On a side note, as a bilingual teacher and writer who is a non-native Spanish speaker, I hit a point in my education where thoughts would materialize alternately in Spanish and English. As the years have passed, I have had less opportunity to access my dual languages, which has, sadly, resulted in decreasing comfortability with my fluency. This show, however, which was told in a bilingual format (most dialogue was in English and most songs were in Spanish), included the incorporation of subtitles projected on two large screens on opposite ends of the theater. And, while I certainly was engaged by the work of the performers (and designers) on the stage, I found my eyes also darting to the subtitles often, even when the dialogue was in my native language. The language used throughout was simply exquisite. Through the use of metaphor, descriptive passages, and non-direct translations, a script and songs have been crafted that are poetic and elegant in either language, and therefore are special for those who have access to both. As I left the theater, my mind was swirling with thoughts en español and English concurrently about the production, a welcome surprise as it happens less often.


Esta producción nos permite discutir la experiencia humana e inmigrante. Enaltece y celebra las cosas que nos hacen únicos, especialmente en relación a nuestras culturas, y a la misma vez, muestra la diversidad de gente que vive aquí en San Diego - específicamente en los regiones con alta concentración de latino/as, y a una verdad universal donde todos somos inmigrantes, navegando por la vida a través de las generaciones por las mismas razones: por razones de seguridad, para apoyar a nuestras familias, tener acceso a la educación y por amor.


Pero a la misma vez, esta obra de teatro atrayendo atención a un tema más insidioso: a través de varias escenas que muestran inmigración real de cada personaje (con los que, a estas alturas, hemos creado una relación), la audiencia se ve obligada a ver el lado oscuro de este historia: específicamente, la privación de derechos, el abuso y el terror que nuestros vecinos han tenido que afrontar para sobrevivir, y su cruda desesperación por cruzar una línea, creada por poder, simplemente para buscar oportunidades. Esta obra los hará reflexionar.*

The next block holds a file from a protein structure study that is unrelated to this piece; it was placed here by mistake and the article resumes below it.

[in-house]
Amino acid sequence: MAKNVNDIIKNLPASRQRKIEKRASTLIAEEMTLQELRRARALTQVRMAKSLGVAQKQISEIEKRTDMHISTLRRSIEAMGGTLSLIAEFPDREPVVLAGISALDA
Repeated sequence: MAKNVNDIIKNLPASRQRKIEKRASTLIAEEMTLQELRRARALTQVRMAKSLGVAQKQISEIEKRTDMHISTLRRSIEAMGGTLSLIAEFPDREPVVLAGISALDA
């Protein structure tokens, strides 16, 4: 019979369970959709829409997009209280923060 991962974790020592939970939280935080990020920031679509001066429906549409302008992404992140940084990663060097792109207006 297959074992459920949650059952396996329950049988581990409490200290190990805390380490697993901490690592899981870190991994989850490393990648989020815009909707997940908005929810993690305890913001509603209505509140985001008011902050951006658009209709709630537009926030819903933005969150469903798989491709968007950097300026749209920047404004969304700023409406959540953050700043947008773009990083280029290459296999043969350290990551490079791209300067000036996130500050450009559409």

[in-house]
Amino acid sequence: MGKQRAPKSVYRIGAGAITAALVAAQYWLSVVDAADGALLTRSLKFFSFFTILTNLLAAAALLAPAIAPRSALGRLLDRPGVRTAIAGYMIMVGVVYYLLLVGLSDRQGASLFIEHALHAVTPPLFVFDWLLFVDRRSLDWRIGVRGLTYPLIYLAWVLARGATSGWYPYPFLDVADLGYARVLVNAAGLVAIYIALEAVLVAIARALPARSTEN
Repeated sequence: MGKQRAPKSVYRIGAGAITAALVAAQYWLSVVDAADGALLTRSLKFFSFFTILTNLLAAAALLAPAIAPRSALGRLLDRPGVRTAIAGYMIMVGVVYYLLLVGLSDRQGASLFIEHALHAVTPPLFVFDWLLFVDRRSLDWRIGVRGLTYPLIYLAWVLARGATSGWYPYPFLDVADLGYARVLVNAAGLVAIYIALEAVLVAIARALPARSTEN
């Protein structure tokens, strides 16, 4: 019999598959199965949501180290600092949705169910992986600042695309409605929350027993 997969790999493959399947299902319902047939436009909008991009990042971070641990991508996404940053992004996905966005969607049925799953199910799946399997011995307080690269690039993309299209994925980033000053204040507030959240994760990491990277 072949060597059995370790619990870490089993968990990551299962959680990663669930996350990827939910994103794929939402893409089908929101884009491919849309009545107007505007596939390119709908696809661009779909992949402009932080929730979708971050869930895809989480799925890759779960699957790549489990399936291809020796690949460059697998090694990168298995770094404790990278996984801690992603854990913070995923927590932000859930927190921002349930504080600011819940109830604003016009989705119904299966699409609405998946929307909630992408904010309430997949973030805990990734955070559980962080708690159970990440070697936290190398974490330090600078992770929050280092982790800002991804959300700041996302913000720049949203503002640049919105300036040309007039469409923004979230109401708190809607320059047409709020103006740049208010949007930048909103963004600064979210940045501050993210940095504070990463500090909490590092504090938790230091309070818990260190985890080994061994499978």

Ultimately, in a highly choreographed, intentional, and devastatingly long scene about the literal physical movement/immigration of the characters in the play, the discomfort in the venue could be cut with a knife... and was, as such, noteworthy. This tense and challenging scene is bookended in many ways by more lighthearted fare, but it was those minutes that will doubtless keep the audience reeling as they leave. That's because they force the audience (and even one character) to wrestle with differing privilege and opportunity. If the show does its job, and I think it does, it will lift spirits in its celebrations of culture while also not shying away from the trauma faced by our own vecinos, those who seek a safe, healthy, and happy home at any cost.